A £7m cut in school budgets could be reviewed by a minister – if there was one, the Department of Education has said.
The cut, reported by the BBC, equates to £54 per child in every primary school across Northern Ireland. In secondary schools it is £15 per pupil.
Civil servants are having to consider the possibility of a reduced budget in the 2017/18 financial year because of the collapsed Stormont institutions. The Department of Education said there had also been an increase of 3,000 children in primary schools which adversely affected the funding per head ratio.
However, it did say that any decision could be reviewed by an Executive minister – if there was one.
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Commissioner for Children and Young People Koulla Yiasouma said cuts to education would be felt hardest by children.
“Schools are already struggling to provide the high quality education to which children have a right,” she said.
“I recognise that budget cuts are increasingly challenging for all government departments as they have been for a number of years. I will be continuing to challenge the Department of Education on the processes it has and should use to assess the impact of these decisions on children.”
Unions also hit out saying the cuts would increase classroom sizes, reduce staff numbers and lead to increased stress levels for teachers.
Gerry Murphy, of the Irish National Teachers’ Organisation, described the cuts as an “insult” to teachers.
He added: “It beggars belief that the department and the employing authorities have yet to fully inform schools as to the actual financial situation they are in.
Justin McCamphill, NASUWT national official for Northern Ireland, added: “Cut after cut is being applied to education in Northern Ireland. The NASUWT is resolved firmly to fight these cuts through our current industrial action. It is about time politicians addressed the issues affecting education as a priority.”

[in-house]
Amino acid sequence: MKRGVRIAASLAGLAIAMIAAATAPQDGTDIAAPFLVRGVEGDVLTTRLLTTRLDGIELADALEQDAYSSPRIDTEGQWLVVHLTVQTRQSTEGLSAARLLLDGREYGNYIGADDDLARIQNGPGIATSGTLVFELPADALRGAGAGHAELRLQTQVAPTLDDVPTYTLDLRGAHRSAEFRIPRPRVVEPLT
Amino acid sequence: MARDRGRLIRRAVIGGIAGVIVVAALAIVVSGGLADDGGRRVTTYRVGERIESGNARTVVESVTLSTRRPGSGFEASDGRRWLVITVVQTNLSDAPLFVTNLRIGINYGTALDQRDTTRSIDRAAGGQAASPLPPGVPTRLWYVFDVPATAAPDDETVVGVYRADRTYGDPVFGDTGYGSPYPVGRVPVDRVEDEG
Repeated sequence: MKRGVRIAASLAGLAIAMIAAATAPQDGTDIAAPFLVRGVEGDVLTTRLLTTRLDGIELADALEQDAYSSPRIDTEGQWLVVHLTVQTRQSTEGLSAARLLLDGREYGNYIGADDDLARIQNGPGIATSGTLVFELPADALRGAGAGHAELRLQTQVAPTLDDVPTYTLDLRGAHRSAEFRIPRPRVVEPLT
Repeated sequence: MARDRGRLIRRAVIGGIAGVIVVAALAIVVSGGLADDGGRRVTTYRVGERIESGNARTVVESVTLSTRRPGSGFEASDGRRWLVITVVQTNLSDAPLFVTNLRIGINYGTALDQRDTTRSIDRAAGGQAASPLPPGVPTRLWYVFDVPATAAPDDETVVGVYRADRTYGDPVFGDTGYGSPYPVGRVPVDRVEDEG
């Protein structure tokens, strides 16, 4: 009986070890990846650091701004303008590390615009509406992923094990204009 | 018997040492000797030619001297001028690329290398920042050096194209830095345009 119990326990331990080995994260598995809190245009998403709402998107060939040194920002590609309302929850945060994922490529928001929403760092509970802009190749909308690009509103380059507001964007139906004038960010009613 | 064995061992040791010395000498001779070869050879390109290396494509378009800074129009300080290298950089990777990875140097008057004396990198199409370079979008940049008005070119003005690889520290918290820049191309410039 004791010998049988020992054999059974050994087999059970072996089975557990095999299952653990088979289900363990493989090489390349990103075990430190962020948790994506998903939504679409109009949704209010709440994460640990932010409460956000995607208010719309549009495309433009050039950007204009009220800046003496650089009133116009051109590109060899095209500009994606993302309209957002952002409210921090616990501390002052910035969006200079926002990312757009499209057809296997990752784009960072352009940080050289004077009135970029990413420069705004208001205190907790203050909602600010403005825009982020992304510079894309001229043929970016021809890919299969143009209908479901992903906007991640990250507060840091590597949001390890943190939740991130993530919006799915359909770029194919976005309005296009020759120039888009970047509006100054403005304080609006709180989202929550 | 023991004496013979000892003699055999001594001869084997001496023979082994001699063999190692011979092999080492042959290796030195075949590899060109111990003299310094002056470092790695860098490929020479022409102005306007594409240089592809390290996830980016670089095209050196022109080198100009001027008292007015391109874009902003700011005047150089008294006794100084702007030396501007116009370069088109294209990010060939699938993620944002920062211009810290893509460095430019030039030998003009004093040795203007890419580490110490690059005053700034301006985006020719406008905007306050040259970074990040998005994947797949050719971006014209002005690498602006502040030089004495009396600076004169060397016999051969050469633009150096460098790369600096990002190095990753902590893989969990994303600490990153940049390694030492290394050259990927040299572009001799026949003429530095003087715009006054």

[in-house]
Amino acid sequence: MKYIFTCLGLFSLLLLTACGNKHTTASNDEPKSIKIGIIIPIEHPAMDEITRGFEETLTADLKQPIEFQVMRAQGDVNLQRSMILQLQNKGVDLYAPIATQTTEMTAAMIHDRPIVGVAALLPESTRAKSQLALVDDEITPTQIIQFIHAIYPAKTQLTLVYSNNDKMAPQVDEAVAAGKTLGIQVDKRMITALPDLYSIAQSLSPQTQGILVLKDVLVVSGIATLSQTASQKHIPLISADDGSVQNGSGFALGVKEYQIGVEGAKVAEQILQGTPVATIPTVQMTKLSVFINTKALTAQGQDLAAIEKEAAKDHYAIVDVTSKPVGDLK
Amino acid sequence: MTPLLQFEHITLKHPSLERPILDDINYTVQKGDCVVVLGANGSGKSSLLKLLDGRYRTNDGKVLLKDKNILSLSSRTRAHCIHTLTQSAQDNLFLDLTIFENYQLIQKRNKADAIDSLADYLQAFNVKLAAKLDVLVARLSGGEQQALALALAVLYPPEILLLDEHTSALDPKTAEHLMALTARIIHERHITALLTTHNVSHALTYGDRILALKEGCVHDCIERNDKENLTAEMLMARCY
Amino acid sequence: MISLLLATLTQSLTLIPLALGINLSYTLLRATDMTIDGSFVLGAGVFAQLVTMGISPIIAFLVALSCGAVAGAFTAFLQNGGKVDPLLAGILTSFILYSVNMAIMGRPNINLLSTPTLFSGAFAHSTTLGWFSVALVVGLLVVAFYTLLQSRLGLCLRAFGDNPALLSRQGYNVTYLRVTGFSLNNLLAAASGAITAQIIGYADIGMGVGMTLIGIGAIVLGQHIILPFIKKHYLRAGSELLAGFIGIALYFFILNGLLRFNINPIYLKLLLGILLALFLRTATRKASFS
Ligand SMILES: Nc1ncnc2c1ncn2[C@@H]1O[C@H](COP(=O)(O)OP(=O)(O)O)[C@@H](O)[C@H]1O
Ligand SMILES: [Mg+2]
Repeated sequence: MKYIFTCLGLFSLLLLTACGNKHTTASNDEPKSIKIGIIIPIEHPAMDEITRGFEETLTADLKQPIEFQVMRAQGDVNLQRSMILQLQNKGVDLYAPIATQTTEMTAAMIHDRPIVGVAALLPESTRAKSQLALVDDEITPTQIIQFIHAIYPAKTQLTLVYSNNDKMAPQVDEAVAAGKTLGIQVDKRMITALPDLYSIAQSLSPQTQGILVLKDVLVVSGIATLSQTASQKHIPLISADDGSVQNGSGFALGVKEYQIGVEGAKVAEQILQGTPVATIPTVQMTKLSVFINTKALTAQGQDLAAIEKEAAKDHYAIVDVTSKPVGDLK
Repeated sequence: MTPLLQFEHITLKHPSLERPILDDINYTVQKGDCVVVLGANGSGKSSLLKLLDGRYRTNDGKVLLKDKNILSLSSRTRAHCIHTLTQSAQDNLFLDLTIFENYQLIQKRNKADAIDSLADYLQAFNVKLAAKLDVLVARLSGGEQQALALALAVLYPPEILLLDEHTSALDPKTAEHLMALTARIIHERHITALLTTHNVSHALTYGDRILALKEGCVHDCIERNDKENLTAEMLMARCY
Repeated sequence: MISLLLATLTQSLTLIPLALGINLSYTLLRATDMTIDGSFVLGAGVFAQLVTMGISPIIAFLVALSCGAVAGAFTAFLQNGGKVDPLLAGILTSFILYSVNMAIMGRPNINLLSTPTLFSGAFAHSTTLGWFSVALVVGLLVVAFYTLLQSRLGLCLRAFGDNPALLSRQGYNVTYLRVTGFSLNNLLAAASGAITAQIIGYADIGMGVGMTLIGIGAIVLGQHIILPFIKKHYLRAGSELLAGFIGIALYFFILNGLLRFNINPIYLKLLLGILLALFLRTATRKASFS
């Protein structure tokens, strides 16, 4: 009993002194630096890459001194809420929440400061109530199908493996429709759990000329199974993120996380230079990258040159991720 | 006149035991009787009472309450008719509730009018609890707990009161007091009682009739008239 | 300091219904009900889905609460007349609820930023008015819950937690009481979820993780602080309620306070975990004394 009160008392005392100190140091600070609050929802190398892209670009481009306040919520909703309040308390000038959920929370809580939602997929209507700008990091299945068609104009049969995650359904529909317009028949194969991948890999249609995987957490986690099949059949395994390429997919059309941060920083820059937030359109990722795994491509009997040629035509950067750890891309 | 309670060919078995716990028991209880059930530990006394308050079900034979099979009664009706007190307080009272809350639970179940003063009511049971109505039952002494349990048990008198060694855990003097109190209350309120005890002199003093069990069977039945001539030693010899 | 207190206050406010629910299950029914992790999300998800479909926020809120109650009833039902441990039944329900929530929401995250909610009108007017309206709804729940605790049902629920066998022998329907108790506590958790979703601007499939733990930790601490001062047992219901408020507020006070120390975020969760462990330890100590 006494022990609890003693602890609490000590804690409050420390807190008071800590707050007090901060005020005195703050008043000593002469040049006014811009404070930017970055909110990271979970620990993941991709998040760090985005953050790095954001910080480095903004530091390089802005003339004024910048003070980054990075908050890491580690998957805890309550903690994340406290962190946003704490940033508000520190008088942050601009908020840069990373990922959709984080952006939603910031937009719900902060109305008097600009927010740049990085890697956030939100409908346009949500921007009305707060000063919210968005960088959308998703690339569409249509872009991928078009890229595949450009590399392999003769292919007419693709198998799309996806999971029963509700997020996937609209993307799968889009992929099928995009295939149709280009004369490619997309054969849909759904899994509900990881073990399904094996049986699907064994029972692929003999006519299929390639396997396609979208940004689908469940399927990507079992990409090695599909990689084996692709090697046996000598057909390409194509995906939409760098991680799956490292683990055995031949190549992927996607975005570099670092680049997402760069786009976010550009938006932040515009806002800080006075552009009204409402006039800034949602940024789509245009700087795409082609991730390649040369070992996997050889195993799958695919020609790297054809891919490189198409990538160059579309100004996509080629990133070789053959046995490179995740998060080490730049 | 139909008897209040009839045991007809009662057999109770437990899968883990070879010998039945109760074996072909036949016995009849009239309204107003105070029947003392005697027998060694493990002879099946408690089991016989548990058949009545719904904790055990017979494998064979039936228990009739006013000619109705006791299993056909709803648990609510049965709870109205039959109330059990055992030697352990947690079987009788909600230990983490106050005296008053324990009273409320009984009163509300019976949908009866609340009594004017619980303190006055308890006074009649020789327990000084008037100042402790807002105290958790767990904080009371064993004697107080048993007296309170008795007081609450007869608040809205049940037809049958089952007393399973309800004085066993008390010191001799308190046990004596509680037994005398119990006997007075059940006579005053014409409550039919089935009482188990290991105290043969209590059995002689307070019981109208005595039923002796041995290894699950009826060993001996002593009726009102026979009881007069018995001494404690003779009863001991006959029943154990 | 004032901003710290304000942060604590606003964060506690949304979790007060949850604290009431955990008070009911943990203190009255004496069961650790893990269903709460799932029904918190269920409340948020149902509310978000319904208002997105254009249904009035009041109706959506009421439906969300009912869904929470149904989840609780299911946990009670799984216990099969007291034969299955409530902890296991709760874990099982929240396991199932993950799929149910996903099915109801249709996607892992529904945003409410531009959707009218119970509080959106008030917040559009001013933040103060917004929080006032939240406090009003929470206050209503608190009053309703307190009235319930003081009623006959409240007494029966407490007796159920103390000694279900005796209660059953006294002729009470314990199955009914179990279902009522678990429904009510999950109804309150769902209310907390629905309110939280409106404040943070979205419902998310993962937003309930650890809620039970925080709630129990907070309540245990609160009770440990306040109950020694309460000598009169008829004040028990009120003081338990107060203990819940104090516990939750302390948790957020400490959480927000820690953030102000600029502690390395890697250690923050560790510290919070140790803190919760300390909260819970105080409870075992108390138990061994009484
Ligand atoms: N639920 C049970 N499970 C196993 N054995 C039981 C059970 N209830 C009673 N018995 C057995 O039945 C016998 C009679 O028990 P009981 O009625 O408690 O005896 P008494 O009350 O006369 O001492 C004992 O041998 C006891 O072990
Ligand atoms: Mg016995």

Avril Hall Callaghan, general secretary of the Ulster Teachers’ Union said the education system in Northern Ireland was no longer sustainable.
“Without a resolution to the current situation and the impasse at Stormont, we are facing uncharted waters and it’s difficult to see how we could ever come back from such swingeing cuts. Something has to give and it will be our children’s right to their education,” she said.
“Politicking will be cold comfort to a student who misses out on their dream college course because the resources were simply not there to deliver the subjects they needed.”
Because of the continuing political stalemate at Stormont, senior civil servants are having to plan the coming financial year with a reduced budget. While they are having to plan ahead for reduced budgets, any new Executive ministers could review and indeed change decisions.
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Sinn Fein have blamed “Tory austerity”.
Education spokeswoman Karen Mullan MLA said it was wrong to target children in this manner.
The Department for Education was asked what other cuts are being implemented.
“While schools’ core funding, youth services and Sure Start have been protected as far as possible, it has not been possible to protect all the funding streams which are allocated to schools,” said a spokeswoman.
“This has mainly affected the Extended Schools and Entitlement Framework budgets and the Sports Initiative grant funding. Individual schools have been advised accordingly.
“All decisions taken to date at an official level will obviously be subject to the views of an incoming administration.”